And we’re not done. As the President announced earlier this summer in the wake of the Supreme Court’s decision, we will continue to pursue an alternative path to deliver student debt relief to as many borrowers as possible as quickly as possible. We will use every tool at our disposal to get student loan borrowers the relief they need to reach their dreams.
With that, Fatima.
Q Does the President intend to address at all the criticism that it’s taken, you know, a long time to actually make comment about the Hawaiian fires?
MS. DALTON: Well, first of all, I would point out that the President first addressed in public remarks the wildfires last Thursday in Salt Lake City. He spoke to this. He put out a statement last week. And he began marshaling a whole-of-government response from day one.
So, the fact of the matter is: This President has been on it from the beginning, marshaling a response across dozens of agencies, across the government to get Hawaii everything that they need. He’s been in regular contact with the governor, with other officials, with his senior team. And we have provided and are continuing to provide everything that the state is asking for.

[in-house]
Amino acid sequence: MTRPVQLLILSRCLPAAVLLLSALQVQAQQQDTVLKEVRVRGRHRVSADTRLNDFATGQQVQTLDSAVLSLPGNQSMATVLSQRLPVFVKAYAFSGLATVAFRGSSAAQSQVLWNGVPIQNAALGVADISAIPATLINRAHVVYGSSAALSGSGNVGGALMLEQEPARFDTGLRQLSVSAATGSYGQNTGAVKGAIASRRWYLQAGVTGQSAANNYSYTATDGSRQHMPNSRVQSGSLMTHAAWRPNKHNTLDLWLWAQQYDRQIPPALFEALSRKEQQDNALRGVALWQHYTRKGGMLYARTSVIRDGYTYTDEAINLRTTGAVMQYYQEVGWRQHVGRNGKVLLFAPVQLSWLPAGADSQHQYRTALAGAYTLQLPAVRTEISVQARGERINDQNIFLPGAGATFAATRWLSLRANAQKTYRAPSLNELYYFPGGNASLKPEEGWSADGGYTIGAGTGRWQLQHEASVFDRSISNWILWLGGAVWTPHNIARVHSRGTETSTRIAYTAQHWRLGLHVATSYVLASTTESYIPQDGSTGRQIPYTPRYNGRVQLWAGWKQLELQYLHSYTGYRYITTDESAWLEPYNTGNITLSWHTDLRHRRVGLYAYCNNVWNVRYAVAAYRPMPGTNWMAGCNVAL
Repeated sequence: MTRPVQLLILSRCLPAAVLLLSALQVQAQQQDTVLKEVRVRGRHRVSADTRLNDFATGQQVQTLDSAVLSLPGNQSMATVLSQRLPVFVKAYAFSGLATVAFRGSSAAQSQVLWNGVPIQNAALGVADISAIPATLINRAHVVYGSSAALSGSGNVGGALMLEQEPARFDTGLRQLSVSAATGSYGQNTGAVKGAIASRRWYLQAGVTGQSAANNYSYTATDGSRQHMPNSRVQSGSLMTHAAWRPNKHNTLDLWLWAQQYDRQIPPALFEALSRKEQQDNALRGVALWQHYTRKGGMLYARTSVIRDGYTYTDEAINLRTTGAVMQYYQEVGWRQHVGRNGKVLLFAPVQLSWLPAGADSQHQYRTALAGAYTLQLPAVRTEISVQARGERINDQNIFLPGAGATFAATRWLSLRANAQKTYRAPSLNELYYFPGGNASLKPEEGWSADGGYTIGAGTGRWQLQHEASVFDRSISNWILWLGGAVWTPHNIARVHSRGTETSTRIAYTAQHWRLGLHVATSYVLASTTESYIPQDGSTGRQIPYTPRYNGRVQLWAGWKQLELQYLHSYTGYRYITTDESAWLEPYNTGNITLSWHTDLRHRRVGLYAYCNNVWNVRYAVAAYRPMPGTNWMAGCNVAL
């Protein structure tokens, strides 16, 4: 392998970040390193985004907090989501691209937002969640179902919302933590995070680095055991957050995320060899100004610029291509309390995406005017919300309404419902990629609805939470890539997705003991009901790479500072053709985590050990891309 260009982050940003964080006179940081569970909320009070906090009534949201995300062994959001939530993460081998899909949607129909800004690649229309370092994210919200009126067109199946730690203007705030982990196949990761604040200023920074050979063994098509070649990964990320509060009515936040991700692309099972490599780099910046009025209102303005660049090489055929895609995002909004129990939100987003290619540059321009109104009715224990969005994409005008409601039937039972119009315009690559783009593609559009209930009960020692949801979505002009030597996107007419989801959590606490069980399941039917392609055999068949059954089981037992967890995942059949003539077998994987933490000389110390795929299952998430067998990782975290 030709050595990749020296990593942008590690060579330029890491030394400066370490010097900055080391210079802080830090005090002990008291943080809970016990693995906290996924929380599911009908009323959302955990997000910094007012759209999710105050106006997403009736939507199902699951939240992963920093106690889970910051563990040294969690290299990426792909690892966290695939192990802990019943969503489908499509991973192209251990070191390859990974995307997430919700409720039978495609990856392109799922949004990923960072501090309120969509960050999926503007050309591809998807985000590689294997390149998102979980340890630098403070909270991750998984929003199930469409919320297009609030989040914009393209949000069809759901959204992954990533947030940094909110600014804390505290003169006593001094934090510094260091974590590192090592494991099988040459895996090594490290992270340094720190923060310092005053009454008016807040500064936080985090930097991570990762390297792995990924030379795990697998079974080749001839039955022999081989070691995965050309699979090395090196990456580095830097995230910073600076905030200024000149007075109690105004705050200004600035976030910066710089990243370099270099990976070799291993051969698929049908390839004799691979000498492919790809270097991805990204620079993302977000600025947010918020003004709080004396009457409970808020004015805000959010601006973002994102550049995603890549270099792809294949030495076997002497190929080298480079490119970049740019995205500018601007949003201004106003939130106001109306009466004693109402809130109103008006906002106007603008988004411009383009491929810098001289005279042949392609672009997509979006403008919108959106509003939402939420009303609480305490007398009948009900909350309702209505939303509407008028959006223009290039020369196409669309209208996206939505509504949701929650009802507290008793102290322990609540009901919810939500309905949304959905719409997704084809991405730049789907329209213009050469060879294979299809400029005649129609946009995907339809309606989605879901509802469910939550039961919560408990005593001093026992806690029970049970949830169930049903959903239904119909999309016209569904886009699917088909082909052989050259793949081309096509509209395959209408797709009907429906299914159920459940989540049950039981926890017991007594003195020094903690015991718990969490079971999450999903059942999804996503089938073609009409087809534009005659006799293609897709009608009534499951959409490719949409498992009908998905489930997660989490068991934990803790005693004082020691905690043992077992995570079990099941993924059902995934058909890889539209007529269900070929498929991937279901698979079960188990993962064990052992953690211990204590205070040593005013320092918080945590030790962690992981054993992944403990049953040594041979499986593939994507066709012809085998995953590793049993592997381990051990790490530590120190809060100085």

Today, you’ll hear from his — from the President directly on the latest status of the — of the recovery efforts. And I won’t get ahead of what he’ll — he’ll share in those remarks today, but certainly, from the very beginning, the President has been on top of this, and he will continue to be.
Q Olivia, can I ask you: Does the White House have a comment on the indictments out of Georgia?
MS. DALTON: Certainly not going to comment on that. Would refer you to the local authorities.